At the risk of sounding like that famous duck, I had a tewefic time meeting my tweeps in the flesh at my first LITweetup. We met over drinks and apps, appetizers, that is, at Honu in Huntington. I played a little game, trying to match up the twitter avatars to the faces, and did remarkably well. After being welcomed by @SueanneShirzay, jewelry designer extraordinaire, I spied @NathanRKing behind a camera and @MissBeckala. I then proceeded to introduce myself to a magazine publisher, a Newsday reporter, a Mom turned digital columnist and several small business entrepreneurs. I knew social guru, @LovelyLu, my kindred spirit from the East, and entrepreneur and host with the most, @Namnum, from social media camp. My fellow LIMJSG tweeps, @LeeBogner and @PaulBiedermann were there too. As the night progressed, the topics discussed ranged from mortgages and parenting to co-working facilities and job hunting. Eclectic, and educational, this tweet-up was so important from a standpoint of how social media can bring people from such diverse backgrounds together to network. All in all, an important, enjoyable way to meet, discuss and learn new things. In one word, a real “ tweat”!

Sunday, December 5, 2010

Downsizing on the upswing

Forgive me if I sound like Andy Rooney, but ever notice that all things mass
produced are shrinking? The other day, I reached out to grab a tissue from my tissue box, only to notice, hmmm...that won't work, and grabbed a second one. It dawned on me that even tissues have gotten smaller! Add to the list, cracker and cookie boxes’ net weight, the number of chips in a bag, toilet paper sheets per roll and candy bar sizes. They have all been mysteriously shrinking through the years! Where will it end? Prices, however, generally remain the same for these products, and the corporations are proclaiming that all this is provided as a service to consumers in order to maintain a "higher" quality product. Sorry, I don't buy it.
I feel we are being held hostage by manufacturers who are trying to pull the wool over our eyes. New packaging, words like, "improved" and "no trans fat" are supposed to entice us to buy these shrinking packages. What recourse do we have, but to purchase if we want/need the item? Is there anything we can do about it? Probably not, but at least being on the alert as consumers is the first step. Perhaps even going so far as letting the CEO's know that we like their product and will continue buying but are aware of the shrinking state of our
favorite box of cookies. What are your thoughts on this?

Here's a comic strip from The Consumerist blog/Grocery Shrinking Ray:

http://con.st/10012667

Monday, November 1, 2010

How to Become an Expert

In one word - LIVE! I'm breaking with my original promise to not write about personal matters. But since my personal life has dwarfed the professional one, I have no choice.
In between looking for an appropriate job for myself, I've become an expert on matters I never thought I'd have to delve into. I've learned about what it means to part of the "sandwich" generation. The analogy of 2 slices of bread, squeezing the filling to an unappetizing point, makes perfect sense.
In between the trials of teenagers, college decisions, monetary issues and the challenges of taking care of aging parents, there's little left in the middle. I've learned about assisted living, home care, CNA's, LPN's, HHA's, and the best walker for Mom. (her Cadillac as she calls it)
I've learned that you can get very lazy in a long relationship, take things for granted, ignore problems and differences, and then find you've wasted a lot of precious time.
I've learned about breast cancer as two of my friends were diagnosed in one year; the differences between stage 1 and stage 4, intra-ductal, and invasive.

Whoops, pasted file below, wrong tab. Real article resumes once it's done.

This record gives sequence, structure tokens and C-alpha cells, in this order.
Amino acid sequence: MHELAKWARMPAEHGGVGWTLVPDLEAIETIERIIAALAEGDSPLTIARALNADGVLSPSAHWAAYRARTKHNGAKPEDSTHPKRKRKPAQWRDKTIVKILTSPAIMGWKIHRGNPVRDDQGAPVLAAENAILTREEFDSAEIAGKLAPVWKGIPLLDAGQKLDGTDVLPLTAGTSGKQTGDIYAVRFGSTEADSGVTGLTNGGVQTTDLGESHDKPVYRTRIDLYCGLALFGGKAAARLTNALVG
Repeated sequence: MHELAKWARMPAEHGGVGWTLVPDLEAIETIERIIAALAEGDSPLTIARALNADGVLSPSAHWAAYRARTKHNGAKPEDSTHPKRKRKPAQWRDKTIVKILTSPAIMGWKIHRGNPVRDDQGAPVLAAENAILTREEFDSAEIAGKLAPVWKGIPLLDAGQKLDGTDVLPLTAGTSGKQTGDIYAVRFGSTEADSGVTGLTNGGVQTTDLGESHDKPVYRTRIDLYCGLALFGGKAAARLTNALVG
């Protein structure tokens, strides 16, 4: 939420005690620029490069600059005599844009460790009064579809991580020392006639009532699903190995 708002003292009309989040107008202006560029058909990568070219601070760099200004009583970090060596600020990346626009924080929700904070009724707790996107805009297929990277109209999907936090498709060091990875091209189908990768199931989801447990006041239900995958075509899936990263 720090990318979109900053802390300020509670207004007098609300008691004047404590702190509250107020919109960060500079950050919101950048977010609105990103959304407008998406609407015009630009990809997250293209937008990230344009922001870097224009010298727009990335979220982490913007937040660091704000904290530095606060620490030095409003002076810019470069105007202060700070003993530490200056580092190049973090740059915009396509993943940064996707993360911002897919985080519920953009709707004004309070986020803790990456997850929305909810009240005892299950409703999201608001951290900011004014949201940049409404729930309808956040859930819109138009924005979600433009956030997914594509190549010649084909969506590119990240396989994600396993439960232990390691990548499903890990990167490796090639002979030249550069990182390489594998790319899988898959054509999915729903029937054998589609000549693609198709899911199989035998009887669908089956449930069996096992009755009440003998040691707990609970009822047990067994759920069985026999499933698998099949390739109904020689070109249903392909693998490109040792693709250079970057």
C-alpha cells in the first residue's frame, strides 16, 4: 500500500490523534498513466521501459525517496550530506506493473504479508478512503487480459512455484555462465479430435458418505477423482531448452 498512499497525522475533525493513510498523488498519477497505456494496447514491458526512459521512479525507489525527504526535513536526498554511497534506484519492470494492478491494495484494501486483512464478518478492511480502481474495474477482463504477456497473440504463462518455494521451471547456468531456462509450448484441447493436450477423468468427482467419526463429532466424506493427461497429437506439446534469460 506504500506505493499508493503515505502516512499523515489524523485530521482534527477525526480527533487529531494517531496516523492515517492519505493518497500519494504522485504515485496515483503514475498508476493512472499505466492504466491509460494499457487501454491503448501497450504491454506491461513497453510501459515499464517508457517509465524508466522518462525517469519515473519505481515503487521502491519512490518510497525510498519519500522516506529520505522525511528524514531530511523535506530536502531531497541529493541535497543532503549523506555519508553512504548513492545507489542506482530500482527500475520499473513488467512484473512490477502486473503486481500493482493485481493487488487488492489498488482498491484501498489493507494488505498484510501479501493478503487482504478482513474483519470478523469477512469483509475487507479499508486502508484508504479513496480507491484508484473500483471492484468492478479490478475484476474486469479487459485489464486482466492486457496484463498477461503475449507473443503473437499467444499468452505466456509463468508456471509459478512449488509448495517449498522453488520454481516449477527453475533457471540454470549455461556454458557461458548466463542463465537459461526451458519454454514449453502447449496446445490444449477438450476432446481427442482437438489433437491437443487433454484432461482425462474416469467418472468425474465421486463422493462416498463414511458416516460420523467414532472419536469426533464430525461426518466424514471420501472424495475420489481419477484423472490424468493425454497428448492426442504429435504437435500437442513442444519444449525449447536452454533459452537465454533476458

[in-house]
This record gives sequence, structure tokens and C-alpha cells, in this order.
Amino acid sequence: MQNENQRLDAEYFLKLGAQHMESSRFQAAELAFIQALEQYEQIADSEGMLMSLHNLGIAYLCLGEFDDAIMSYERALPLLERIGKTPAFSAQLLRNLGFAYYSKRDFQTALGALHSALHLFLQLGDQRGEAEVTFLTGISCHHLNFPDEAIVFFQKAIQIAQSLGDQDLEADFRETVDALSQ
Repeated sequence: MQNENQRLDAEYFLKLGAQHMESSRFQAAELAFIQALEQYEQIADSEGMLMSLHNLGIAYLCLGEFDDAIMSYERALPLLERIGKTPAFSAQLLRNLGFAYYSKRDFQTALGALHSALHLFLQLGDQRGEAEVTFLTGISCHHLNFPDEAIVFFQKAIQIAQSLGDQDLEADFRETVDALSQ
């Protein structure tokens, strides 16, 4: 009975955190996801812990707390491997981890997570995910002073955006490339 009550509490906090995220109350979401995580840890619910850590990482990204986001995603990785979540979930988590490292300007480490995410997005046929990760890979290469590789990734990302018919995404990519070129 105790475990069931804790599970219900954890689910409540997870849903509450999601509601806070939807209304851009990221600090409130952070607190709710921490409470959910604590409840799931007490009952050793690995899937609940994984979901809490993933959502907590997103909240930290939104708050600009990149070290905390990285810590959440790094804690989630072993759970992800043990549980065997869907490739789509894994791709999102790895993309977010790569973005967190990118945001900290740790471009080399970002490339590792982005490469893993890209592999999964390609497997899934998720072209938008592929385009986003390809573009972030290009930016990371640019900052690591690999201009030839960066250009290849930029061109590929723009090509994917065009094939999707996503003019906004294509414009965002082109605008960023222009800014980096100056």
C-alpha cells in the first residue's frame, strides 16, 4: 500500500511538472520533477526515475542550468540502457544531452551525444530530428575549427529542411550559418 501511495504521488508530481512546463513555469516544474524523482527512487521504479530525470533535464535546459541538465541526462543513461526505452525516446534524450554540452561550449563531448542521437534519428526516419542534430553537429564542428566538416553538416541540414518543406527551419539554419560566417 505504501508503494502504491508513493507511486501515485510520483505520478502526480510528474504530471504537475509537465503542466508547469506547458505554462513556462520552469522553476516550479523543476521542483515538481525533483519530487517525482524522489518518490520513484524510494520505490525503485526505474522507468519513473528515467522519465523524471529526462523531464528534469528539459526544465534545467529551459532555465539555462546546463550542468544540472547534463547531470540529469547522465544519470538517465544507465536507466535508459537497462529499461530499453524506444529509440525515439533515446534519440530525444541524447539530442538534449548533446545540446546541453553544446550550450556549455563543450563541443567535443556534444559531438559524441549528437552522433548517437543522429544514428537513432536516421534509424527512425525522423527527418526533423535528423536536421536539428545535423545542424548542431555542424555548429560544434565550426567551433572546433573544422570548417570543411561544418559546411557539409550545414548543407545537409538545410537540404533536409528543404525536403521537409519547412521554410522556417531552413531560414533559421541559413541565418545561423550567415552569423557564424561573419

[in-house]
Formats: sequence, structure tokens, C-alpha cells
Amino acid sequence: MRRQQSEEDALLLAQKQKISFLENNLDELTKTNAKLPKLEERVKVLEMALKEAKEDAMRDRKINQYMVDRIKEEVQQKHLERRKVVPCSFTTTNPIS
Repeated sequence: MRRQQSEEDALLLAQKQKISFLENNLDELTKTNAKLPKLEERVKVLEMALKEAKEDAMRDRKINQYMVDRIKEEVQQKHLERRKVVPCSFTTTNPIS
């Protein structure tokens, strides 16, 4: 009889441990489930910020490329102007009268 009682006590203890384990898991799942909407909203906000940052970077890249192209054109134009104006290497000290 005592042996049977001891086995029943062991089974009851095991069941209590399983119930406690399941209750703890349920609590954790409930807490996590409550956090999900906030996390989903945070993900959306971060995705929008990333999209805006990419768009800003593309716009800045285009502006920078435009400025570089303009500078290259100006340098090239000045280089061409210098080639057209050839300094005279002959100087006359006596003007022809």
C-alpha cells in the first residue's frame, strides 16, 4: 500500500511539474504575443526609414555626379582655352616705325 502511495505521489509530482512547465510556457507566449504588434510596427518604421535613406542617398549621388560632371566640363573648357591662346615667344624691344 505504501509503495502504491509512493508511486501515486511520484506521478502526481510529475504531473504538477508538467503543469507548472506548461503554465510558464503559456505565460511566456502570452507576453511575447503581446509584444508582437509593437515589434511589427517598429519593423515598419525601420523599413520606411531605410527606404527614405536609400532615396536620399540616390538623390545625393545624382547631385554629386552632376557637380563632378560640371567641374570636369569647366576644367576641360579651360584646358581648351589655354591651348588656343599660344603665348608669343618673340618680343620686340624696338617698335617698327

I've learned a little real estate law, discovering how difficult it is in a buyer's market to get a mortgage, buy and sell a house, and the term "in good faith".
I've also learned about how the inexperienced teenage driver can change his or her life and other's in an instant. I carry around a batch of my favorite adages, "What doesn't kill me, will make me stronger." It's hard to gauge your strength while you're going through a difficult time, but I'm assuming, I'll be rock hard pretty darn soon!
Here's another one, "Live one day at a time." That's a great one, and I love the Zen, don't get me wrong. But on the other hand, there's something to be said about planning for the future. True, no one knows what the future holds, but gaining a sense of security will help you sleep at night. Unless you're truly interested in doily embroidering machines, or the plight of the Alaskan sloth, 4 a.m. is a lonely time of night to be up.
In the face of adversity, I've learned that searching for the best pizza has its rewards. I've been trying to check out DiFara's in Brooklyn, but finding them closed for one reason or another. Finally, I timed it right, and did experience the best pizza I've ever eaten!
I'm grateful for friendly cashiers at CVS, who say, "Today's your lucky day, you've got new coupons!" I appreciate my pooches that wag their tails and greet me like they haven't seen me in days, when I've only left for an hour.
In this time of economic insecurity, many of us live day to day, and look for comfort in various forms. I've become an expert in that too, listening to music, or playing the piano, sometimes even bumbling through Beethoven. Exercise and yoga are part of my stress relief, as are watching comedy and chatting with friends. Although, lately that has taken the form of texting and facebook chat...if only!
In my spare time, I've learned about how capable social media is for marketing, as I do some consulting work for a friend. It was amusing to me that I came across so many who purported to being "social media experts", so I took that with a grain of salt. In the seconds it takes to tweet, someone savvier will trump your product, website or blog!
I've become an accidental expert by living, making some mistakes and learning new skills; I've learned to take hard knocks, welcome soft nudges and develop resilience when bumping into things. Hopefully, it'll pay off one day. I will try not to lose myself, as I take care of others, by seeking out and finding joy in small pleasures.